Bob Baillie, founder of MIRA FOUNDATION USA, INC. was a sighted individual until 2007 he went into the hospital for a routine heart by-pass. When Bob awoke, 100 percent of his sight was gone – an obvious life changing event. Enveloped in total darkness and coping with the certainty of being unable to regain his sight, his world brightened appreciatively when a friend told him the story of his daughter’s experience with a guide dog and how the dog had such a positive impact on her life. Bob worked diligently to gain the required skills to be considered for a guide dog. In 2008, Bob was approved to receive a guide dog and he and his new best friend Devon formed a team than gave light to Bob’s world of darkness. Realizing the life changing difference Devon made to him, Bob set out to improve the experience for others who have lost their sight. After research, it was discovered that no guide dog organization in the USA will provide dogs to children under 16 years of age. This string of events lead to the founding of MIRA Foundation USA.
MIRA FOUNDATION USA, INC. is a non-profit based in Aberdeen, North Carolina, whose focus is to provide guide dogs to the underserved group of visually impaired Children as young as 11. The 2007 Annual Report from the American Printing House for the Blind reports 57,696 children who are legally blind in the US. The Exceptional Children Program 2007-08 reported 702 children in NC ages 3-21 who are Visually Impaired. Each year, more visually impaired children attend main stream schools and attend college. The use of a cane tends to be a barrier for children to build friendships, but research shows that a guide dog not only helps a children navigate, it becomes a conduit to building relationships.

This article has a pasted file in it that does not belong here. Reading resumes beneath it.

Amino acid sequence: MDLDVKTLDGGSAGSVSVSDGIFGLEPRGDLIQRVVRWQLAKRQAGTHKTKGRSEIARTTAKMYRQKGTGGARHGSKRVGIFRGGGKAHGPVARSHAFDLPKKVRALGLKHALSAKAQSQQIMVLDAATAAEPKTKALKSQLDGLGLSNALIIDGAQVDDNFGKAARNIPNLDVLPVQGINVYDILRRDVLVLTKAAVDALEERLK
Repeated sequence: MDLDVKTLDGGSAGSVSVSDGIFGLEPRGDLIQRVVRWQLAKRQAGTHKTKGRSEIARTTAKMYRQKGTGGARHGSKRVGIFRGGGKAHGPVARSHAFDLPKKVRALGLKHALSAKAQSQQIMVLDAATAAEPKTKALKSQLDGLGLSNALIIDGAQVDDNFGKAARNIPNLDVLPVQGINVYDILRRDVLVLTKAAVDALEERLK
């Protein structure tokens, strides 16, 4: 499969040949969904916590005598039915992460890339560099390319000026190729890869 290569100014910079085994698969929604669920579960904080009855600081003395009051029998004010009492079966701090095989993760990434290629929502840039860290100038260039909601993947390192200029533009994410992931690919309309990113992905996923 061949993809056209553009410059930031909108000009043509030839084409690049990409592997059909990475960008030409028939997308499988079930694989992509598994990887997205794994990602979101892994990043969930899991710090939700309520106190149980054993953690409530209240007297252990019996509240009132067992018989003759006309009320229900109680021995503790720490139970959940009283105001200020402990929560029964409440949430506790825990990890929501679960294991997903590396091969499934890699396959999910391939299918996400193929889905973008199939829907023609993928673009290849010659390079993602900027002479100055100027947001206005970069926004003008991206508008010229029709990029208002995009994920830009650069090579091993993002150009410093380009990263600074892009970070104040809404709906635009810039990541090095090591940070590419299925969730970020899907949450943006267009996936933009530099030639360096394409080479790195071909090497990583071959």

Since its inception, Mira Foundation USA has arranged guide dogs for an 11-year-old girl, Cricket, and a 17-year-old boy, Matthew. MIRA Foundation USA currently has five North Carolina teenagers waiting for review and acceptance. Recently, students at the Governor Morehead School in Raleigh were introduced to MIRA guide dogs and were given an opportunity to work hands on with a dog under the guidance of MIRA trained professionals. Their experience lead to many more saying they would like to get a guide dog. Cricket, the 11 year old from San Diego who will received her dog in July is quoted by Raleigh News and Observer Report Josh Shaffer as saying, “I thought it was a wonderful idea, I’ll be a lot safer at school, and I’ll have a friend to talk to at home.” Sally, Cricket’s mom, argued that guide dogs should be provided according to need and ability rather than age. She tried every agency in the country, she said, before finding Mira. Cricket navigates the halls of her school, including the stairs, on her own each day. When her dog arrives this summer, the school will hold an assembly to orient Cricket’s classmates on how to approach her companion. “It’s like somebody getting eyes, almost,” she said. “It’s like getting another sense. ”Research shows that a guide dog makes a tremendous difference in a blind individual’s life. The dog helps to provide a bridge between the sighted and non-sighted that helps to remove the stigma often associated with blindness while providing the freedom and mobility to be more independent, self confidence, safety and companionship.
It is only with the support of individuals and organizations like the lions club that MIRA USA can provide these dogs free of charge to children throughout the United States.